What do you do when the only person who taught you the meaning of love is dying and fast? This is exactly what Dr. Rizvi is going through. Even though he is one of the top neurosurgeon in the country at the age of 25, there is absolutely nothing he can do to save the fast deteriorating health of the love of his life. But this is not all. The situation is worse for him, because the love of his life is not his wife, it is his boss’s.
Yes! They are both married, to separate people, yet in love with each other and the woman is ailing from a disease that cannot be controlled. This is what the racy and complex novel “Hands That Disobeyed”, by the first time author Sanna K Gupta, is about.
To say that Hands That Disobeyed by Sanna K Gupta, is about infidelity, is to underestimate the depth that the story presents. The novel though only a few pages above 100, carries within itself the life, love and philosophy of multiple characters from 3 families. At the centre of it all is the character of Mrs. Saha, through whom everything starts, ends and flows.
Mrs. Saha (or Noorie, as her husband likes to call her) is a 50 years old charismatic socialite, who is married to a now rich businessman Bijoy Saha, in Delhi. She does everything that a rich and elite do, but better. She and her life are the envy of every woman around. But before turning into an affluent fore-runner of charities, she was an author to a column in a magazine.
But only a few people know that even before that she was an English teacher for kindergarten at an Army school. She has definitely been married through all of this, but has been a woman of her own.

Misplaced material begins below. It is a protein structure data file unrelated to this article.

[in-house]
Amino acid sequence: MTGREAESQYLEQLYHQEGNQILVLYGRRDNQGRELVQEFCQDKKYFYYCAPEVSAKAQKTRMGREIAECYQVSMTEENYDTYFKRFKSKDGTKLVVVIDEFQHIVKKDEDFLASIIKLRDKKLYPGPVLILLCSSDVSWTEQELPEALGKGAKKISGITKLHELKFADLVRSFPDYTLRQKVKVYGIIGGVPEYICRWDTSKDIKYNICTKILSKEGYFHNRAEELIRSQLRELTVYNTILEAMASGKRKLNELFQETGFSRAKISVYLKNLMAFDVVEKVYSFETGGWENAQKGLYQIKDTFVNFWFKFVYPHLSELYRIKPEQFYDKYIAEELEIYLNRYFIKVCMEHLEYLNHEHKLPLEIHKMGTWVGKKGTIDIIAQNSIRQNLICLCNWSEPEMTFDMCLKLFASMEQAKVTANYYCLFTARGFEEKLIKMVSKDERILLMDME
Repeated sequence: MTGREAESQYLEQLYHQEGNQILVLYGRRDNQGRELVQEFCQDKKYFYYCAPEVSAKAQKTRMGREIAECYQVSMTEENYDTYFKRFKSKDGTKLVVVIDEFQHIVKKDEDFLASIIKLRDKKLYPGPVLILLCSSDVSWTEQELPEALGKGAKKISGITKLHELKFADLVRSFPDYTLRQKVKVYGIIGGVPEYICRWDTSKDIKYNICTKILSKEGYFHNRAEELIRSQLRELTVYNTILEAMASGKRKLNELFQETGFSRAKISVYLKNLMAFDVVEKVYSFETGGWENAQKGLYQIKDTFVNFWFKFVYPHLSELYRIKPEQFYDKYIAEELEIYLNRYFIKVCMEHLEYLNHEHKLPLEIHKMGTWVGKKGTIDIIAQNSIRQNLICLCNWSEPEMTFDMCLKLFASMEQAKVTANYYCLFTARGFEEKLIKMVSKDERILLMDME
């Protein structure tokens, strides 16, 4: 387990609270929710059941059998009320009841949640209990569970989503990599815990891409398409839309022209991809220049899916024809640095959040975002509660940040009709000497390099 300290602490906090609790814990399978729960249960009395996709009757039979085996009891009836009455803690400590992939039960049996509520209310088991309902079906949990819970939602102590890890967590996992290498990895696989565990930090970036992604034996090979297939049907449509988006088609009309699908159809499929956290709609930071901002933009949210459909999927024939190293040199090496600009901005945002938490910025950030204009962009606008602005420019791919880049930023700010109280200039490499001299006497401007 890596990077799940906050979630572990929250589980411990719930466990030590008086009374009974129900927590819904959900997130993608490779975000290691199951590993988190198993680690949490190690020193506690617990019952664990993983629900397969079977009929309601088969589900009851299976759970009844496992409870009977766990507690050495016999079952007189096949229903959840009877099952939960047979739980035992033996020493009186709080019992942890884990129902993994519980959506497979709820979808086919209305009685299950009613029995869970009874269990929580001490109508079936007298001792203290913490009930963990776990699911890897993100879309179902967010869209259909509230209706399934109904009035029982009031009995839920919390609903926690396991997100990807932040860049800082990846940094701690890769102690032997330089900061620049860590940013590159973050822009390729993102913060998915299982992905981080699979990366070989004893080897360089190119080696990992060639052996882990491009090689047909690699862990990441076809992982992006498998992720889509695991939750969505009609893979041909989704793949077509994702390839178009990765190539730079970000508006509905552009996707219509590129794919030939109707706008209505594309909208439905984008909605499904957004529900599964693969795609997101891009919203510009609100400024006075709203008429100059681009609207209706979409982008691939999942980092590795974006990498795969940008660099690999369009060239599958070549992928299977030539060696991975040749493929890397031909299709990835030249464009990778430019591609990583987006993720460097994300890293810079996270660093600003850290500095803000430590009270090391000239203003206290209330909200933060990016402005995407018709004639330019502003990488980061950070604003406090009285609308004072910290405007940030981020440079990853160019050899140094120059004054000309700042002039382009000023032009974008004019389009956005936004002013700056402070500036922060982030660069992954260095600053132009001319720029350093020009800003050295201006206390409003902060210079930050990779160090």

Then there is Bijoy Saha. He is a successful businessman, a devoted husband and an emotionally strong man, who will go to any length to get his wife what she wants and needs. He is someone who is used to and okay with her quiet moments, while around and away from him. He is her confidante about a lot of things in her life and thus, is a steady rock for her.
There is also Dr. Rizvi. He is one of the best neurosurgeons of the country, who is employed at the hospital owned by the Sahas. He was born in Lucknow to a tailor, who wanted his son to take up his art with needle and take-over his father’s business. According to his father working with a needle is an art and only two kind of people can do justice to it, a tailor and a doctor. So Rizvi decided to be a doctor, because tailoring was not for him and living in Lucknow for the rest of his life, was definitely not for him.
He is 25 and married to Rafia, whom he met in London while studying. They have shifted to India after his education and some work-ex because Rizvi wants his talents to be utilised for the citizens of his country. Thus, they are now living in Delhi.
The story is about an eccentric Mrs. Saha (full name Harnoor Saha), who is a very private person and thus no one can get close to her, unless she wants them to be. Which is exactly what happens with Dr. Rizvi. He is one of the few people whom Mrs. Saha lets into her psychedelic world. From there starts a romance that touches the deep philosophies of love and is platonic. It is clear that Mrs. Saha has fixed ideas as to how she wants her love to be. It is deep, philosophical, not about physical contact, very matched on ideas, unconditional, unapologetic and not necessarily with her spouse.
She says that women have this ability in them to see beyond what the borders of the society tell them to. They function at a surreal level and just know when they have found someone who is their person, even if they are not physically married to them. Mrs. Saha has gone through a phase of epiphany related to love in her life and the book talks about the same throughout, through the conversations that her and Dr. Rizvi’s character are going through.
The character of Mrs. Saha is so free from inhibitions that as a reader you wish that you could be like her in your real life at all times. Mrs. Saha seems to be in control of things around her all the time, while she herself is going through a bad bout of Alzheimer. Yes, you read that right. The woman who is everything anyone wants to be in a world of helplessness, is in control of people around her while her brain has a disease that is slowly taking away control of her body from her.